Latvia pulls plug on anti-Kremlin Russian TV station

The Ukrainian flag flutters on top of the Daugavpils TV and Radio tower in Daugavpils, a southeastern Latvian city.
The Ukrainian flag flutters on top of the Daugavpils TV and Radio tower in Daugavpils, a southeastern Latvian city. Copyright GINTS IVUSKANS/AFP or licensors
By Euronews with AFP/Reuters
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Exiled TV channel 'Rain' moved to the Baltic country after being blocked in Russia following the outbreak of the Ukraine war.


Latvia cancelled the licence of an exiled Russian TV channel on Tuesday, branding it a threat to national security. 

Rain, an independent Russian television channel, moved to Latvia after being forced to shut its Moscow studio following Russia's invasion of Ukraine. It had pledged to provide independent information to Russians. 

The liberal-leaning, anti-Kremlin channel described the decision as "unfair and absurd". 

However, the station caused controversy recently after it displayed a map of Russia which included occupied Crimea and called Russian troops in Ukraine "our army".

It was fined 10,000 euros by Latvian regulators as a result. 

Fear of Moscow since the invasion has grown in Latvia, a Baltic country neighbouring Russia.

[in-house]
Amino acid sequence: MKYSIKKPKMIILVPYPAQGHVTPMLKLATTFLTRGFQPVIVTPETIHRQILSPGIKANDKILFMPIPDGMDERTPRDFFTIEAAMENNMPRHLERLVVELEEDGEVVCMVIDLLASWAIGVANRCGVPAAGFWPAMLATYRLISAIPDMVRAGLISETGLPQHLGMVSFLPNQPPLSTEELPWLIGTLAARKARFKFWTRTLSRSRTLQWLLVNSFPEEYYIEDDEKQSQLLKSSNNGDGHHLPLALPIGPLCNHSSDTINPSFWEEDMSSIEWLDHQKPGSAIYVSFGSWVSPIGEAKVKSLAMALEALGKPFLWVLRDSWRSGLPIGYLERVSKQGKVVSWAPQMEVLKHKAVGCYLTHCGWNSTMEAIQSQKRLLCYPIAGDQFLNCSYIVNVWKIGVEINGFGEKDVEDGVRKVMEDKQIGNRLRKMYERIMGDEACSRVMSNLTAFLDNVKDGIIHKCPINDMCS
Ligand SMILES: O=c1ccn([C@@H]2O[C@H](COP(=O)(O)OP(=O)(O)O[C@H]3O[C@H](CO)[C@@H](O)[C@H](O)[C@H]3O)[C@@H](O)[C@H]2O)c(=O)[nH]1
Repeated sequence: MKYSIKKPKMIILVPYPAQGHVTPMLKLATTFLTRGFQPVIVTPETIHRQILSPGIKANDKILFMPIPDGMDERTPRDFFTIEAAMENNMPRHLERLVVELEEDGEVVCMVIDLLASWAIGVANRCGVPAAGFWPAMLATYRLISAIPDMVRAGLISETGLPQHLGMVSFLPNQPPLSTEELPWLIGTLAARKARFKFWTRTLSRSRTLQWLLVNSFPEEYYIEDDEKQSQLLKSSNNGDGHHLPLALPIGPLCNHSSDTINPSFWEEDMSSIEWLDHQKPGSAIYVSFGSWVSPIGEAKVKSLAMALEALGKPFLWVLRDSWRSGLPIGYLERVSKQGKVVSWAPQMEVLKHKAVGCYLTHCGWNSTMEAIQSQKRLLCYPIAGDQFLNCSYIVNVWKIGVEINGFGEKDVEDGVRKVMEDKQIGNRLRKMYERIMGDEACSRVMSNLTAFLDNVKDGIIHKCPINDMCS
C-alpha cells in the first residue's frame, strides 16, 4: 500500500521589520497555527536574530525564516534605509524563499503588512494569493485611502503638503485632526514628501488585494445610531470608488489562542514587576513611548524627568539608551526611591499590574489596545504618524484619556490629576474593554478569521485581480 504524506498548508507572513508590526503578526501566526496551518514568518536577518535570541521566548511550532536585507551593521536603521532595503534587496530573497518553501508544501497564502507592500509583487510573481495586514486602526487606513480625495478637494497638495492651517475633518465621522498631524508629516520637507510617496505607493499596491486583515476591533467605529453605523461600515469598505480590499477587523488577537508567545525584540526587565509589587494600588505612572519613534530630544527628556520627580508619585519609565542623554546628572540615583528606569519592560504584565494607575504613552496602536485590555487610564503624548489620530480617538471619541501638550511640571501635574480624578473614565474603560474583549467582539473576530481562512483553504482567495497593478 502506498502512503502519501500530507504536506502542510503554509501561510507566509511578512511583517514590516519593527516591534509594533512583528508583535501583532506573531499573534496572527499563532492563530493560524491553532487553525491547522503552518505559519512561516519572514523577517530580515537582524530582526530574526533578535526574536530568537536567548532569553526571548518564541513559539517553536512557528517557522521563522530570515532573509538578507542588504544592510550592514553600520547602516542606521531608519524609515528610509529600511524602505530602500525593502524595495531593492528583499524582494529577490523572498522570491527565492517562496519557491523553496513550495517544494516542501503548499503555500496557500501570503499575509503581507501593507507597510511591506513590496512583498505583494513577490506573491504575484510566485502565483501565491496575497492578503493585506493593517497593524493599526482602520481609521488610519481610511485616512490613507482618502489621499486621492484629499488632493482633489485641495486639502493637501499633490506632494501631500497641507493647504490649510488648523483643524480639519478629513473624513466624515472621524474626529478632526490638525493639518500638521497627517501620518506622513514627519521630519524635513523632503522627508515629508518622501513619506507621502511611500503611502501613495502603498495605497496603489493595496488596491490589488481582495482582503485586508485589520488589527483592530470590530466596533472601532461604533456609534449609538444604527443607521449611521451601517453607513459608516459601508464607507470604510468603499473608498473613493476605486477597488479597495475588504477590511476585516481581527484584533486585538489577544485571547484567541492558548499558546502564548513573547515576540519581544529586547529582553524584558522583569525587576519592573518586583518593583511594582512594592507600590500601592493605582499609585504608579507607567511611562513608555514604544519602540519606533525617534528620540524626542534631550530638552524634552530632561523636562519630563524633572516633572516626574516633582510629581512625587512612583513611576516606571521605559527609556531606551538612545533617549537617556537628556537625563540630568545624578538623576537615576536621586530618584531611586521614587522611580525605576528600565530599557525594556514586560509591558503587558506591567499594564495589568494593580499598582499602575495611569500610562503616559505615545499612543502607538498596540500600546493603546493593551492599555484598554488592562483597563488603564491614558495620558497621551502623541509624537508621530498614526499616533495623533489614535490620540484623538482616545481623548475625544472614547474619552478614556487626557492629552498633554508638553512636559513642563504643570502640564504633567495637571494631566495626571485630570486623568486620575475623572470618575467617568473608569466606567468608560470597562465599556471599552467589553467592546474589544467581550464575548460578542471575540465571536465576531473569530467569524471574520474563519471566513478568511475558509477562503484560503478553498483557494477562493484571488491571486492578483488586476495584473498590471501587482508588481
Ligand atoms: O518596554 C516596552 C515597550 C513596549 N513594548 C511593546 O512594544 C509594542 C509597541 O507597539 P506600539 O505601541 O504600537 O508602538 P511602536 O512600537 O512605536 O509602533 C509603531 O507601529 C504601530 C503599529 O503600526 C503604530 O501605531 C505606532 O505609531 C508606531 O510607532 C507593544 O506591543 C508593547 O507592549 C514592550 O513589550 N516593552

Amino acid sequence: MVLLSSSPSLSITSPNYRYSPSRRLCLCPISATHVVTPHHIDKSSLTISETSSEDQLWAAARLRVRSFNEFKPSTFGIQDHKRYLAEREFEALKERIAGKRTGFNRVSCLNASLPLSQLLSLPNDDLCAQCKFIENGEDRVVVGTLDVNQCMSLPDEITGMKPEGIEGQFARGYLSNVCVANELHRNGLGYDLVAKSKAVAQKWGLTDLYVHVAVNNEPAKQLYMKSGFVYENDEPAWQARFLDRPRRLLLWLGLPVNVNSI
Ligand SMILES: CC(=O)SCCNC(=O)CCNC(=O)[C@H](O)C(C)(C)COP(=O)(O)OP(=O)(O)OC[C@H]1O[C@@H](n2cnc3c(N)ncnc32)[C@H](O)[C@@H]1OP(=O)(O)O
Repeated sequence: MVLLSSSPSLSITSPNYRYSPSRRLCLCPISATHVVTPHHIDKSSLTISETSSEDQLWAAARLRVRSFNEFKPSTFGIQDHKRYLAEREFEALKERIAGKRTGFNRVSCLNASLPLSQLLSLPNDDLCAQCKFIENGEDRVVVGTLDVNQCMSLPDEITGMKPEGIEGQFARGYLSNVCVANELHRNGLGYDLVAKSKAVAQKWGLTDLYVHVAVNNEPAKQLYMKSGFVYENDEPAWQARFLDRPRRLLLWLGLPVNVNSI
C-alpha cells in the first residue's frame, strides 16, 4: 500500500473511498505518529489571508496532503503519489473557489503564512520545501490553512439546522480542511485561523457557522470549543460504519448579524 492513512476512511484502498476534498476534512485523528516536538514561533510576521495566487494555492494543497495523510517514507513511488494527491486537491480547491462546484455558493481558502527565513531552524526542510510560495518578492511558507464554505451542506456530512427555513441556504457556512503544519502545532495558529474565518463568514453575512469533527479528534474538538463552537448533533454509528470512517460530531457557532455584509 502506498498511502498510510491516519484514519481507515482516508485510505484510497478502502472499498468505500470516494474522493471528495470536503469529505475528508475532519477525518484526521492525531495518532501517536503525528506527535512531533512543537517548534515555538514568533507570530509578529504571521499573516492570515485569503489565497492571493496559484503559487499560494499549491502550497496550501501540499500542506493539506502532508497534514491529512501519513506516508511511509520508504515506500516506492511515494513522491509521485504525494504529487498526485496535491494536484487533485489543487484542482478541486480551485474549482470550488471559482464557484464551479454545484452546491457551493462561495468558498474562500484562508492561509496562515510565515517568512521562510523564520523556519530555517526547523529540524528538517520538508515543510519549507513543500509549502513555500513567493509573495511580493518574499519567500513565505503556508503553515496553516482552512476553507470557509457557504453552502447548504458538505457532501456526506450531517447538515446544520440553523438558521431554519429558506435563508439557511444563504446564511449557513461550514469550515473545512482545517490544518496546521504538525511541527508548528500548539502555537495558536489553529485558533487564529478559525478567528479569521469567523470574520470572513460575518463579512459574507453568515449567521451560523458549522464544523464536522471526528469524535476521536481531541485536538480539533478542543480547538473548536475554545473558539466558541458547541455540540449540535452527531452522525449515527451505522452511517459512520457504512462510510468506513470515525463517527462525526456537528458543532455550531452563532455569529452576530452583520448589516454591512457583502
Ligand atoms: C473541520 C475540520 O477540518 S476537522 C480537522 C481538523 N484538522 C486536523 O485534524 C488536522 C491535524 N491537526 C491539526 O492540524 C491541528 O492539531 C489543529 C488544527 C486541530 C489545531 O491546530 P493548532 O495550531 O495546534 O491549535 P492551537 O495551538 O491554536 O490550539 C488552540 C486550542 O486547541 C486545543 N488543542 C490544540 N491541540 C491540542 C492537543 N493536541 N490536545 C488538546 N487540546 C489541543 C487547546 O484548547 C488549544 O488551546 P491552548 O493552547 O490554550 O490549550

Some one-quarter of its two million inhabitants are Russian speakers, with there being deep-seated issues around integration and their place in society. 

These tensions have grown since the outbreak of the Ukraine war in February.  

The Latvian regulator's decision was denounced by Reporters Without Borders (RSF), a media watchdog, who called the move "unworthy of a European country which defends freedom of the press".

According to Jeanne Cavelier, head of RSF's Eastern Europe and Central Asia desk, "the censorship of independent Russian media undermines the efforts to fight against Kremlin propaganda."

Speaking to France24 in September, the editor-in-chief of Rain - Dozhd in Russian -- said the mission of the channel was to provide independent information to Russians. 

"Those who control the information, they control the situation," said Tikhon Dzyadko, adding the goal of the station was to provide "real information about what is happening and not this propaganda spread by Russian TV stations."

Moscow commented on the decision in a relatively neutral tone.

"[Rai] is an example of the erroneousness of such illusions," Kremlin spokesman Dmitry Peskov said.

Latvia's regulator chairman Ivars Abolins told reporters on Tuesday that Latvian security services had informed his office that the station represented a threat to the security of the European Union member state.

"Everyone must follow Latvian laws and respect them," he said, adding that the broadcasts would cease on Thursday.

TV Rain said its programmes could still be seen on YouTube.

Russia announced that it was blocking the station in March accusing it of spreading "deliberately false information about the actions of Russian military personnel" in Ukraine.

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